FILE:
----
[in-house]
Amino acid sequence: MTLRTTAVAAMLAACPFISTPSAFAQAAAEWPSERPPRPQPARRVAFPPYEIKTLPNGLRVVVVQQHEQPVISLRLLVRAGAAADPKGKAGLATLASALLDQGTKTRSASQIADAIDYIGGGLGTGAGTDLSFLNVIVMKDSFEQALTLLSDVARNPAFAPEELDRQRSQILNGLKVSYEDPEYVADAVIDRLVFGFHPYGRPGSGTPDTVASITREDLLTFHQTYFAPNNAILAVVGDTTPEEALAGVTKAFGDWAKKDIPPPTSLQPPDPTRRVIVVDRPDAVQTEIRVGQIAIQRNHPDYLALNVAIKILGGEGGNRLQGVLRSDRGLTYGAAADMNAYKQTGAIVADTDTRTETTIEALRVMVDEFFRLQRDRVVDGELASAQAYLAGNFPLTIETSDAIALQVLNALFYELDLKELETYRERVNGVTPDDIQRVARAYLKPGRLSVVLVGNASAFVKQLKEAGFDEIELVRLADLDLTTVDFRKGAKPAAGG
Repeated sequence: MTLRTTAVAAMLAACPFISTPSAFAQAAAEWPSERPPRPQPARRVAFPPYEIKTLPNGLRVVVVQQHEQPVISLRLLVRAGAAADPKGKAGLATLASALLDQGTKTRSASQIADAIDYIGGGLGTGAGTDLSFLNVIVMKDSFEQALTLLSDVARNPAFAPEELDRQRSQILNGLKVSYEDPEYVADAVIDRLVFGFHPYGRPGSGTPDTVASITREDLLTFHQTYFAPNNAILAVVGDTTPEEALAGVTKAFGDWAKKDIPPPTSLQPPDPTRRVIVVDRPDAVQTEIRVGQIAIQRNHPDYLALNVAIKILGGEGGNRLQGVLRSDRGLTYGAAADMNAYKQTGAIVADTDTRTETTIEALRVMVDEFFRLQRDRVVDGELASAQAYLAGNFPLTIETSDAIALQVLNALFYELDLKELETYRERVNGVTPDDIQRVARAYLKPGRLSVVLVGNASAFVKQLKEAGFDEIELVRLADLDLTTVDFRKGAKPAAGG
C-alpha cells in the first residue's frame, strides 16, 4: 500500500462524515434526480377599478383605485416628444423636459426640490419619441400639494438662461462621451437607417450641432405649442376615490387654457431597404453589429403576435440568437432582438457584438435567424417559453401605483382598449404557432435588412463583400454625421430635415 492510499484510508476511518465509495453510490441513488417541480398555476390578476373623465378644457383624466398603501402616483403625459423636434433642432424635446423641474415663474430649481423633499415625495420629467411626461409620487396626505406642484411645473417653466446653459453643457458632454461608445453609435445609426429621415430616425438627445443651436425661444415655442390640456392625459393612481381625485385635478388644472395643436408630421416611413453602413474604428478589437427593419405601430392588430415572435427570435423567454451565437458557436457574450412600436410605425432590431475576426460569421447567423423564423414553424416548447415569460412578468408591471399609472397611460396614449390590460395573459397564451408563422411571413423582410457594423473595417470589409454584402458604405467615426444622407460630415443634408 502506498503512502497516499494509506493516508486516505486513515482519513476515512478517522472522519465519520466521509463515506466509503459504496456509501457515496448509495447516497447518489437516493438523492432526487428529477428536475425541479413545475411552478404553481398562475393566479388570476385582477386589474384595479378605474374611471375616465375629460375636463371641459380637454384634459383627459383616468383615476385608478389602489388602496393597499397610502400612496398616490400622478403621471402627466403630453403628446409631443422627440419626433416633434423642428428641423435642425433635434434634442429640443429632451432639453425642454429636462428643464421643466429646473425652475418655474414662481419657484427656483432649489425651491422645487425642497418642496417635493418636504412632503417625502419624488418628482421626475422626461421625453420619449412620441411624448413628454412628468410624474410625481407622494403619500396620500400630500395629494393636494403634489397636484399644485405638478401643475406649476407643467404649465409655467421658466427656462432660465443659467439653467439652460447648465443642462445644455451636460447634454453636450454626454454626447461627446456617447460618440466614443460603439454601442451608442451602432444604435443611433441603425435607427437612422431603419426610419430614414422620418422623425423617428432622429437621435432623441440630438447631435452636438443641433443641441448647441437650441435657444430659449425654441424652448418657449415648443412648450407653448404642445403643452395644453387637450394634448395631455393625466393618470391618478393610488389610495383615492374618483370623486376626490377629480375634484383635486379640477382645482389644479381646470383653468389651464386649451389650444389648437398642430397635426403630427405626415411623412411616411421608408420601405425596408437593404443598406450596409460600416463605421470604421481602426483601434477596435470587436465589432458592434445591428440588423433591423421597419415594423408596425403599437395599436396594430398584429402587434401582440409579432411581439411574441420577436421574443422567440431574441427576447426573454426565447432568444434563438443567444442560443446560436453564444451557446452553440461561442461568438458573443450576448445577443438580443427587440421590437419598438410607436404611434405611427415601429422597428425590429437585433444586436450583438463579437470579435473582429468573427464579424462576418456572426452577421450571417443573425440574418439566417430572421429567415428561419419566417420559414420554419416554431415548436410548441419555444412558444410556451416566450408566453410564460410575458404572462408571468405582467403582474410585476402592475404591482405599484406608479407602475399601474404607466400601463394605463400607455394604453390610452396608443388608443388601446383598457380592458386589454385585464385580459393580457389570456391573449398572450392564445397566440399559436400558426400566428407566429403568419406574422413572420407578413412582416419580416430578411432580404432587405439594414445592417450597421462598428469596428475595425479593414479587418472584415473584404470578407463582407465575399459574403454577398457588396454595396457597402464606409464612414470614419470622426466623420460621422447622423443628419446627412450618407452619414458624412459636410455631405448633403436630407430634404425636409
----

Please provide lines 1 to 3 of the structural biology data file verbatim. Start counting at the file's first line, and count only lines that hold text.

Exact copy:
[in-house]
Amino acid sequence: MTLRTTAVAAMLAACPFISTPSAFAQAAAEWPSERPPRPQPARRVAFPPYEIKTLPNGLRVVVVQQHEQPVISLRLLVRAGAAADPKGKAGLATLASALLDQGTKTRSASQIADAIDYIGGGLGTGAGTDLSFLNVIVMKDSFEQALTLLSDVARNPAFAPEELDRQRSQILNGLKVSYEDPEYVADAVIDRLVFGFHPYGRPGSGTPDTVASITREDLLTFHQTYFAPNNAILAVVGDTTPEEALAGVTKAFGDWAKKDIPPPTSLQPPDPTRRVIVVDRPDAVQTEIRVGQIAIQRNHPDYLALNVAIKILGGEGGNRLQGVLRSDRGLTYGAAADMNAYKQTGAIVADTDTRTETTIEALRVMVDEFFRLQRDRVVDGELASAQAYLAGNFPLTIETSDAIALQVLNALFYELDLKELETYRERVNGVTPDDIQRVARAYLKPGRLSVVLVGNASAFVKQLKEAGFDEIELVRLADLDLTTVDFRKGAKPAAGG
Repeated sequence: MTLRTTAVAAMLAACPFISTPSAFAQAAAEWPSERPPRPQPARRVAFPPYEIKTLPNGLRVVVVQQHEQPVISLRLLVRAGAAADPKGKAGLATLASALLDQGTKTRSASQIADAIDYIGGGLGTGAGTDLSFLNVIVMKDSFEQALTLLSDVARNPAFAPEELDRQRSQILNGLKVSYEDPEYVADAVIDRLVFGFHPYGRPGSGTPDTVASITREDLLTFHQTYFAPNNAILAVVGDTTPEEALAGVTKAFGDWAKKDIPPPTSLQPPDPTRRVIVVDRPDAVQTEIRVGQIAIQRNHPDYLALNVAIKILGGEGGNRLQGVLRSDRGLTYGAAADMNAYKQTGAIVADTDTRTETTIEALRVMVDEFFRLQRDRVVDGELASAQAYLAGNFPLTIETSDAIALQVLNALFYELDLKELETYRERVNGVTPDDIQRVARAYLKPGRLSVVLVGNASAFVKQLKEAGFDEIELVRLADLDLTTVDFRKGAKPAAGG